5. Self-Supervised and Semi-Supervised Learning for Mars Segmentation: This paper explored terrain segmentation via self-supervised learning with a sparse Mars terrain dataset. Their method included a representation-learning framework for the terrain segmentation and the self-supervision was used for fine-tuning. This was potentially very useful in our research as finding pre-trained models for terrain segmentation, and Mars terrain at that, could be difficult. In addition, their method focused highly on the texture of the terrain to enhance their model performance. Soil is rough, while big rocks tend to be smooth. Lastly, they had a few data augmentation techniques that were useful, such as differing masking strategies.
  6. Image Segmentation Using Deep Learning: A Survey: This was the de facto paper that summarized all techniques, in 2020 at least, for the methods necessary for Image Segmentation. Our group leveraged techniques from this paper extensively. At a minimum, it provided a good refresher of the techniques available, so we could explore in a more orderly fashion. This paper contained various techniques from initial CNNs to 3D scene segmentation, so there was a lot to be leveraged. In addition, the datasets section was a great resource to point us at datasets that were good to get models up and running quickly.


  1. Obtain AI4MARS dataset from NASA
  2. Execute initial data exploration to gain insights into the data’s characteristics, including size, distribution across classes, and training/test set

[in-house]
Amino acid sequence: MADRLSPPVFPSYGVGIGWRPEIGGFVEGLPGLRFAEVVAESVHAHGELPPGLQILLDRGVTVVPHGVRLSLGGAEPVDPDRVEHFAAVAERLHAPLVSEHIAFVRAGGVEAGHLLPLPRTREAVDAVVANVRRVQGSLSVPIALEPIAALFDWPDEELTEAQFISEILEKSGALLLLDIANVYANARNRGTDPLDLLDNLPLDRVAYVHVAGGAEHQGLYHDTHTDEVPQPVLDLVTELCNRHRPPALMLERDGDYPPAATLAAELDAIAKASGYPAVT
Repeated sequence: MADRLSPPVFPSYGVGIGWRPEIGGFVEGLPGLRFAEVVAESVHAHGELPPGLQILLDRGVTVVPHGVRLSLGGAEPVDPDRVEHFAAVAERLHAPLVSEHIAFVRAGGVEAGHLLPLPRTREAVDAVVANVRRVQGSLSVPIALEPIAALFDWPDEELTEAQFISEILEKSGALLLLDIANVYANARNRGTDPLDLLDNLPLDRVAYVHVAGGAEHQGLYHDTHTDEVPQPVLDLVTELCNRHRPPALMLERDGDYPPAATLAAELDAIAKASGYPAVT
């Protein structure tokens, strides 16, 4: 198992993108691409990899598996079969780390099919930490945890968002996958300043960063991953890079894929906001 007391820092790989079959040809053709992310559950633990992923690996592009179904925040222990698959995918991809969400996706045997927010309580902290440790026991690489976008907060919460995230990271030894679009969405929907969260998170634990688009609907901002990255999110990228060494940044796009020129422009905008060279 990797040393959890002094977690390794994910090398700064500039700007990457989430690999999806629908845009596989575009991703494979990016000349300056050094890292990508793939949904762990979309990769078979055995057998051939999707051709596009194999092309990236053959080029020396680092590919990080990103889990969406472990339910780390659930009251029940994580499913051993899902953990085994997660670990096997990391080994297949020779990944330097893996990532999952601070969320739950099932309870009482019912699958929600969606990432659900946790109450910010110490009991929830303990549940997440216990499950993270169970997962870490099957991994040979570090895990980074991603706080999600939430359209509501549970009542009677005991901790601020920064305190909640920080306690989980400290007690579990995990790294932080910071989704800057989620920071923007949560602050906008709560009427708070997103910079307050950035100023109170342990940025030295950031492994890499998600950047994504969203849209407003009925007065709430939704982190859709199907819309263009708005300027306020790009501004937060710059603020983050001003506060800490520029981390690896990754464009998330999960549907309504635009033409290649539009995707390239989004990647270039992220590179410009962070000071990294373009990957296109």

3. Evaluate state-of-the-art models for semantic segmentation to identify potential architectures and techniques that could be used to build our model. We chose to use a UNet model with a ResNet-18 encoder pre-trained on ImageNet.
  4. Develop a deep learning model for semantic segmentation using PyTorch and the Segmentation Models Pytorch package.
  5. Train and validate our model using the AI4MARS dataset, adjusting model architecture and parameters as necessary. We used the Dice Loss as the loss function and the Adam optimizer with a learning rate schedule.
  6. Apply model shrinking techniques to the best saved model to reduce its size and improve inference speed, enabling it to fit within the constraints of the Raspberry Pi. In the current code, random pruning was used, but other pruning methods such as L1-norm based pruning can be considered.
  7. Develop ROS components to control the Freenove car and integrate our model for real-time semantic segmentation
  8. Develop ROS components to control the Freenove car and integrate our model for real-time semantic segmentation
  9. Attempt to deploy our model on the Freenove car using an edge accelerator, such as the Coral AI reference platform. Due to the unavailability of the Coral USB accelerator and issues with integrating the M.2 accelerator, we reverted to running the model inference on the Raspberry Pi CPU.
  10. Conduct testing and evaluation of our model on the Freenove car in a simulated or real-world environment (STILL NEEDS TO BE COMPLETED)
  11. Write a final report documenting our project’s background, methodology, results, and future work
  12. Prepare a presentation to deliver our project’s results to the class and professor

Division of Labor

Charles Lariviere:

Develop Real-time Inference Software: Charles was responsible for developing software that executed the deep learning model to perform semantic segmentation inferences on images captured by the onboard camera in real-time. This involved designing the software to interface with the hardware on the Freenove car kit, as well as optimizing the software to run efficiently on the limited computational resources available on the car.